As part of Caring for the Coast all staff are required to have goals and accountabilities that support the District's strategic priorities of caring for our staff, patients, community, resources and future. Staff participate in establishing 30 and 90 day plans that detail the operational activities required to successfully complete their work.
The District's Aboriginal staff participate in career planning activities such as Staff Network Days to identify career goals. A number of partner organisations also attend these workshops to facilitate discussion on how employee career aspirations could be achieved.
The Network Days and other forums start the conversation that identifies staff engaged as Aboriginal Health Workers who may be suitable for translation into Aboriginal Health Practitioner roles.
Aboriginal health worker supervision framework
Aboriginal Health Worker Guidelines for NSW Health was published in May 2014. The Framework delivers a comprehensive discussion on defining the roles and accountabilities for Aboriginal Health Workers and how these interrelate with employment and education arrangements across NSW Health. In particular the Guidelines also refer to the Decision Making Framework for Aboriginal Health Workers which describes how to determine appropriate scopes of practice and supervision.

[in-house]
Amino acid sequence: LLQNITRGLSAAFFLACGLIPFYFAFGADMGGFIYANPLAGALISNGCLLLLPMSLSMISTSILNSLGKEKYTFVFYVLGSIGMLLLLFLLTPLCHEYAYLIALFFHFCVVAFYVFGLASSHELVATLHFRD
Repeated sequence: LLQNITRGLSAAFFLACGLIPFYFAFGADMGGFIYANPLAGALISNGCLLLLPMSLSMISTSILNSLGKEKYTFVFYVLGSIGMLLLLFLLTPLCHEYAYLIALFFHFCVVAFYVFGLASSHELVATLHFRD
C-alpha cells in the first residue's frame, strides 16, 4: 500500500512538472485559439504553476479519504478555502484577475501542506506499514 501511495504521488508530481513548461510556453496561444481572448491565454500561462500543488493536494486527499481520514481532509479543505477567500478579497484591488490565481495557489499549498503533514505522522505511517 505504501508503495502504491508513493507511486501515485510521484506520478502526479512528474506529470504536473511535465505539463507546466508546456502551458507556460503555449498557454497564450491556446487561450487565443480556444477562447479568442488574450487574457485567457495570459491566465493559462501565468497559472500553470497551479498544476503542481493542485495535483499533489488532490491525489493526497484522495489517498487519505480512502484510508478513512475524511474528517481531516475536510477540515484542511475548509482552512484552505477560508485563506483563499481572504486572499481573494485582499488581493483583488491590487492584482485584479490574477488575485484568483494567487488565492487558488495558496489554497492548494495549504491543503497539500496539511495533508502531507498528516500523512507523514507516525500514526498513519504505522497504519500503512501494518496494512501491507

Aboriginal Health Worker Guidelines for NSW Health
Decision Making Framework for Aboriginal Health Workers
Aboriginal leadership program
The NSW Public Service Commission (PSC) co-ordinates the Aboriginal Career and Leadership Development Program. The program is delivered over six days spanning four months by the Australian Graduate School of Management (AGSM) and usually involves a number of delivery modalities. The course is designed to support students to implement strategies to progress into executive and management roles within the public sector.
Aboriginal Career and Leadership Development Program
Aboriginal employee scholarships
A number of tertiary providers offer supported scholarships to assist Aboriginal students with their tertiary studies. For example, the University of Technology Sydney offers a Bachelor of Primary Health Care qualification (full time 3 year course) supported by up to 13 scholarships (with varying entry and selection criterion) to assist students working or planning a career working in community health for Aboriginal people.
Bachelor of Primary Health Care
Similarly the University of Newcastle prides itself on being the University with the largest number of Aboriginal students in Australia. Students are supported by the Wollotuka Institute across a variety
of courses of study.
The District continues to expand partnerships with education providers and promote learning opportunities to Aboriginal staff.